What is the best way to see Austin in one day?

Answers from Our Experts (1)

Veronica Meewes

If you had only one day to see Austin, this is how I would suggest you spend it:

Wake early and treat yourself to breakfast tacos at either Torchy’s Tacos, TacoDeli, or Tacos Veracruz on Cesar Chavez. Not only are breakfast tacos something you can’t leave Austin without having, but these will give you sustenance to power through the rest of your jam-packed day (well, until lunch).

From here, it’s a bit of a choose-your-own-adventure. There are always plenty of Segway tour groups zipping around town and the Land and Lake Duck Adventures tour takes you on an amphibious tour of downtown and Lake Austin .  If this is your cup of tea, it could be a great way to see more of the city and learn about the history from someone whose job it is to tell you about it.  (But be warned: the latter does, in fact, hand out duck beak noise makers for all participants to use at will. Just sayin’!)

If you are not so much the touring type, you might opt to walk off those tacos with a self-guided tour of the Capitol, followed by a stroll down South Congress, where there are shops aplenty and great people watching. If you’re there until lunch, Hopdoddy is a great burger bar, and Perla’s has fantastic seafood. (But since you do only have one day in this scenarios, you might want to opt for Texas barbecue or Mexican food by hitting up any of the recommendations listed in this post.)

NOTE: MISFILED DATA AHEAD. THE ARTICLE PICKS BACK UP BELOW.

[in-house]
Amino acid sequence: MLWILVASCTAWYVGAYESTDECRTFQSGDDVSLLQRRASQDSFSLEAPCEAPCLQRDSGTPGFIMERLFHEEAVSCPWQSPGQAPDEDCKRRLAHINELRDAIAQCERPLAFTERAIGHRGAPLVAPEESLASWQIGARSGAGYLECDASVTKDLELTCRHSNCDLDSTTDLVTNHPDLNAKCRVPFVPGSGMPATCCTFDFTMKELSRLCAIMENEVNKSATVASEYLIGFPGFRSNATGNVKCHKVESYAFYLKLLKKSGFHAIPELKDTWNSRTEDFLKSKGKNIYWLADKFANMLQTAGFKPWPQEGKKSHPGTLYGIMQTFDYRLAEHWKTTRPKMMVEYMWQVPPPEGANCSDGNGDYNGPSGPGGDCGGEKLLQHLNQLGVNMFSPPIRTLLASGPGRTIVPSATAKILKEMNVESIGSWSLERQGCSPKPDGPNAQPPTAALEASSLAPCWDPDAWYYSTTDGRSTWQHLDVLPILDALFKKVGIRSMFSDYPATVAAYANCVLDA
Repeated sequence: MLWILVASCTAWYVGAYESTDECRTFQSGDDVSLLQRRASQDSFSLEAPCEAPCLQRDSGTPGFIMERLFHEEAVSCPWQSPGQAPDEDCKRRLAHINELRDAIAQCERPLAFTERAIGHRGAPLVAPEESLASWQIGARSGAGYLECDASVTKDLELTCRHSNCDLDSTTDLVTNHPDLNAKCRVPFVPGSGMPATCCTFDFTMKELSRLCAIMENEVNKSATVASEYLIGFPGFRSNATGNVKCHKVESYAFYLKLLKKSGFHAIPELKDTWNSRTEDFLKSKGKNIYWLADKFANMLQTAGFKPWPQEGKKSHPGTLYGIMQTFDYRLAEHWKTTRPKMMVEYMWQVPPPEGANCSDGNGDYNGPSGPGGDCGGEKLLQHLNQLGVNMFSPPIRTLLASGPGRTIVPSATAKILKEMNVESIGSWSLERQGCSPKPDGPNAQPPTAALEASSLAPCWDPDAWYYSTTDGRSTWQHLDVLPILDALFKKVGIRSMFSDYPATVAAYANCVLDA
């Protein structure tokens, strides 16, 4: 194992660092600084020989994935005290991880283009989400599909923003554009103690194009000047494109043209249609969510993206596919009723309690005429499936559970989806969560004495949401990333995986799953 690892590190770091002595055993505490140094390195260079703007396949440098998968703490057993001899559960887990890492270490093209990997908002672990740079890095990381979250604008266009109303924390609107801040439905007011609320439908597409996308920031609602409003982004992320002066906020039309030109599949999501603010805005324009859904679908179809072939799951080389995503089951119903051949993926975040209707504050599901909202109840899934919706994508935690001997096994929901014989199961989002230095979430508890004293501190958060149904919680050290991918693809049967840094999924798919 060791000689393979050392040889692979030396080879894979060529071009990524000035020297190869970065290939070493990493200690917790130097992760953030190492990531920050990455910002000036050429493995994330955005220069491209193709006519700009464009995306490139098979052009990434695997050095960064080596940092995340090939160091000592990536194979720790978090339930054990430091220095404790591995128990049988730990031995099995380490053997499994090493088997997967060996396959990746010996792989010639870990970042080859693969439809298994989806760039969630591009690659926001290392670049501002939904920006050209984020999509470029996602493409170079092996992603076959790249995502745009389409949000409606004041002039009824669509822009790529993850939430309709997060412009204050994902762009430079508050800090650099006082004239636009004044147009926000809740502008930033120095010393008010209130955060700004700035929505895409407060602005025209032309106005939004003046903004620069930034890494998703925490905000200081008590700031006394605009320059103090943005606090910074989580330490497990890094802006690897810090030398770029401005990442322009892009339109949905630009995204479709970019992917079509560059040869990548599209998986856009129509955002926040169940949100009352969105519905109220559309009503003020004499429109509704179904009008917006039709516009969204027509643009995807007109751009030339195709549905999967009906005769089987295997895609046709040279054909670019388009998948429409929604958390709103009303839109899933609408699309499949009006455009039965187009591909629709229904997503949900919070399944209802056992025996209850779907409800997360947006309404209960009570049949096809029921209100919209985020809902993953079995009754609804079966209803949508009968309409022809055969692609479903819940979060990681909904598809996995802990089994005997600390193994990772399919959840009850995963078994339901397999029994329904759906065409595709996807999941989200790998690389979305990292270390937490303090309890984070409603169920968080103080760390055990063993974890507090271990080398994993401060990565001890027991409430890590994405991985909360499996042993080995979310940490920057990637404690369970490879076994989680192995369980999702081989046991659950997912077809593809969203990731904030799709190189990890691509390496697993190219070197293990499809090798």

By the afternoon, you’re going to most likely need a swim (assuming it’s warm weather season).  Barton Springs is another must-see for out-of-towners. The spring-fed canal remains a cool, constant 68 degrees and the tree-shaded hills are perfect for lounging and reading to the tune of bongos, guitars, and sometimes even a didjeridoo if you’re lucky.

After a shower (and potentially a quick nap if you need one), it’s time to change for dinner and a glimpse of Austin nightlife. But first-- watching the world’s largest urban bat colony take flight for food is an activity that’s not to be missed! This mass bat exodus happens around sundown-- usually between 8 and 8:30pm. They can be viewed from the Congress Bridge, from an adjacent viewing area, or from a bat tour boat.

For dinner, you can’t go wrong choosing from any of the restaurants on this list.  However, Congress and Trace are closest to the bat bridge, and both would be impeccable choices which focus on local ingredients. Do be sure to make reservations ahead of time for any of the fine dining establishments I’ve listed.  (And several do not take reservations, in which case you can anticipate a 1-2 hour wait).

Afterward, choose an area to get drinks (West 6th Street is preppy, “Dirty Sixth” between Congress and I-35 is wild coed-central, the Warehouse District is gay and clubby, Red River/Seventh is a grungy crossroads for live music, hipsters reign on Sixth Street east of I-35, and Rainey Street is a newer district that attracts mostly yuppie psuedo-hipsters). But since they all honestly run into each other, why not take a stroll through through downtown for the full scenic tour? (On weekends, Dirty Sixth is a sight to behold on par with the likes of Bourbon Street...definitely worth taking a gander, if only for novelty purposes!)

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